Browser plugins like Flash and Silverlight can take several seconds to initialize, especially on a freshly booted machine. Now that we no longer need to initialize a plugin to play content, we can begin playback faster. However, we learned a lot about quick video startup in Silverlight, and can borrow techniques we developed to make our HTML5 UI launch content even faster.

When possible, allow playback to begin without title metadata.

If we already know which title the customer has selected to play (like a specific episode or movie), we can just start playback of that title immediately. Once the user has begun to buffer content, the UI can request display metadata. Metadata for the player can be a large payload since it includes episode data (title, synopsis, predicted rating), and is personalized to the user. By delaying the retrieval of metadata, users begin streaming 500 to 1200ms sooner in real-world usage.

For other conditions, such when a customer clicks play on a TV show and we want to start playback at the last episode that they were watching, we retrieve the specific episode the user wants before starting the playback process.

Populate controls which depend on rich data as that data becomes available.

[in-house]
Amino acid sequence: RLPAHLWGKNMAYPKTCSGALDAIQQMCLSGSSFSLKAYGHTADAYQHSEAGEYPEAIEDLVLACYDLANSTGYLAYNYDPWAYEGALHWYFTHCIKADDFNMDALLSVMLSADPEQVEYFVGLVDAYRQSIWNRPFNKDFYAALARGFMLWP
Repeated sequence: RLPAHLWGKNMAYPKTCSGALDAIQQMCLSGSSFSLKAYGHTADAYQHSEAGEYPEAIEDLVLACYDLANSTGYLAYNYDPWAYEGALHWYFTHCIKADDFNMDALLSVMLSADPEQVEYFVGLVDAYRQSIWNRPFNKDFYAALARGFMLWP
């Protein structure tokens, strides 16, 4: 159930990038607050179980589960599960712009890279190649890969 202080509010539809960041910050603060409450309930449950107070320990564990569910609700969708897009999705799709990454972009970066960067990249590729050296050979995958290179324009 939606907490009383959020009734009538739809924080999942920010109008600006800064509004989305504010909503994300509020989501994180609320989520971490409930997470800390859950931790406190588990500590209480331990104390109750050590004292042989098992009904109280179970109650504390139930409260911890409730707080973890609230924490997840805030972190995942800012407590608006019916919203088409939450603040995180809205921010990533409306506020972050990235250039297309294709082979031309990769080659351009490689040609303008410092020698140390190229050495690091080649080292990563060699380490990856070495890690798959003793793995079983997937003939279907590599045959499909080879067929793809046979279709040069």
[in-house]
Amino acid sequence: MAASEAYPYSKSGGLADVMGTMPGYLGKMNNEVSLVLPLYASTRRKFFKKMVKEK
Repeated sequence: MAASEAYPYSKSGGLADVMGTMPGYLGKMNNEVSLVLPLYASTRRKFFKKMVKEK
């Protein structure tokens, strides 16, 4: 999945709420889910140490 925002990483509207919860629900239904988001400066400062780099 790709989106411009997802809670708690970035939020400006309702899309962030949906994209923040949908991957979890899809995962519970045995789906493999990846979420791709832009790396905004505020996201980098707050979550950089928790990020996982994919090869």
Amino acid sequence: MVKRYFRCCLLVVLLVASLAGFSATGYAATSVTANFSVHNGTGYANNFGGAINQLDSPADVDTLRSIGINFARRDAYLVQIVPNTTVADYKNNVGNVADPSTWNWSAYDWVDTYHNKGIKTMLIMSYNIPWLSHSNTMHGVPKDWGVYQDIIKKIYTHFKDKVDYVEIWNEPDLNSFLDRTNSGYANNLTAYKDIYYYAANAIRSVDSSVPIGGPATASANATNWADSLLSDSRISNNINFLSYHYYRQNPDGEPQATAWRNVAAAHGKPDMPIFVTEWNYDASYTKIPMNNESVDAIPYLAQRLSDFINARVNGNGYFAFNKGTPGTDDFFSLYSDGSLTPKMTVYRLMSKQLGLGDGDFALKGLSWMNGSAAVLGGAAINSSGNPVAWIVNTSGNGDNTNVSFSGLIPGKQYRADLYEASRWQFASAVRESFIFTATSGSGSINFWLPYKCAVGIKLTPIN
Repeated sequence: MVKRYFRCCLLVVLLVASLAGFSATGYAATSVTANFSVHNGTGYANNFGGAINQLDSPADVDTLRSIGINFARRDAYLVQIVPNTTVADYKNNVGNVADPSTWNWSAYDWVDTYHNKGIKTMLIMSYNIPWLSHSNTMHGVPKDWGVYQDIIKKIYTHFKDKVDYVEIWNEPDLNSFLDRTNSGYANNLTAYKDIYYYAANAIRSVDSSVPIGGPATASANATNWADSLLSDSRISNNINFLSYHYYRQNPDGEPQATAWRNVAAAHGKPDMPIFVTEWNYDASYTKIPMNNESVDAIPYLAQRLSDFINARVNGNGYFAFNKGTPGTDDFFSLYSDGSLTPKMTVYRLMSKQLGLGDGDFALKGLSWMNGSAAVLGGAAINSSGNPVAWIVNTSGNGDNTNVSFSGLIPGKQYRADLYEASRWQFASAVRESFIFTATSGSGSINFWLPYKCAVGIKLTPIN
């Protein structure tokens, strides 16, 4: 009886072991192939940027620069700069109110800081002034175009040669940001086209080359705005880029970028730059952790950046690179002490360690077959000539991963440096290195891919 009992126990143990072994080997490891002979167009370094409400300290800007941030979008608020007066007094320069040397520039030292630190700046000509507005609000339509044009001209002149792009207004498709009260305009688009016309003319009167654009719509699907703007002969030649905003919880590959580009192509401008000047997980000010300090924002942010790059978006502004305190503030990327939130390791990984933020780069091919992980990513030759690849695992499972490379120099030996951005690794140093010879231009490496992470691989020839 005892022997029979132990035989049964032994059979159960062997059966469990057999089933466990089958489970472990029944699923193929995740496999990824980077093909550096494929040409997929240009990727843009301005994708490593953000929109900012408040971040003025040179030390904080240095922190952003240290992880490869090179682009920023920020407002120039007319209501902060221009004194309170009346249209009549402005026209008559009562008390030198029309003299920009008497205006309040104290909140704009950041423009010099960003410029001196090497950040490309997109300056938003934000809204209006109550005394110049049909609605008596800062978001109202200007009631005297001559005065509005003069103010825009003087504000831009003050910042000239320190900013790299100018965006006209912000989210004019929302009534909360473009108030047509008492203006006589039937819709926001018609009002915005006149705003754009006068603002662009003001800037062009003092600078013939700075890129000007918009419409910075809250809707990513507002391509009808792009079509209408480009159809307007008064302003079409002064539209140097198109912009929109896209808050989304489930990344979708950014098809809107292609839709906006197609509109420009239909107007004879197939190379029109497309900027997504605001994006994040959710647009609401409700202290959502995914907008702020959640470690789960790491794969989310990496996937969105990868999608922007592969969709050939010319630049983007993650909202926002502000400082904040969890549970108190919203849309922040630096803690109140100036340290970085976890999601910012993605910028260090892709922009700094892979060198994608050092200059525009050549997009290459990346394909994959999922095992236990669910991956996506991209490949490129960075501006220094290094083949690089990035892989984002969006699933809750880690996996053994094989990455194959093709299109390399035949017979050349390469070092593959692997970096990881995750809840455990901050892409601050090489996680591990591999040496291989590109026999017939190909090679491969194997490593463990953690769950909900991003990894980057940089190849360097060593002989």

Since we can begin playback before the player UI knows anything except which title to play, the player UI needs to be resilient against missing metadata. We display a minimal number of controls while this data is being requested. These controls include play/pause, exit playback, and full-screen toggling.

We use an eventing framework to let individual components know when data state has changed, so each component can stay decoupled. Here’s an example showing how we handle an event telling us the metadata is now loaded for the title.

function populateStatus() {
    if (Metadata.videoIsKnown(ObjectPool.videoId())) {
        // Update Status to reflect current playing item.
    } else {
        // Hide or remove current status
    }
}

Metadata.addEventListener(Metadata.knownEvents.METADATA_LOADED, populateStatus);

Ensure High Performance on all hardware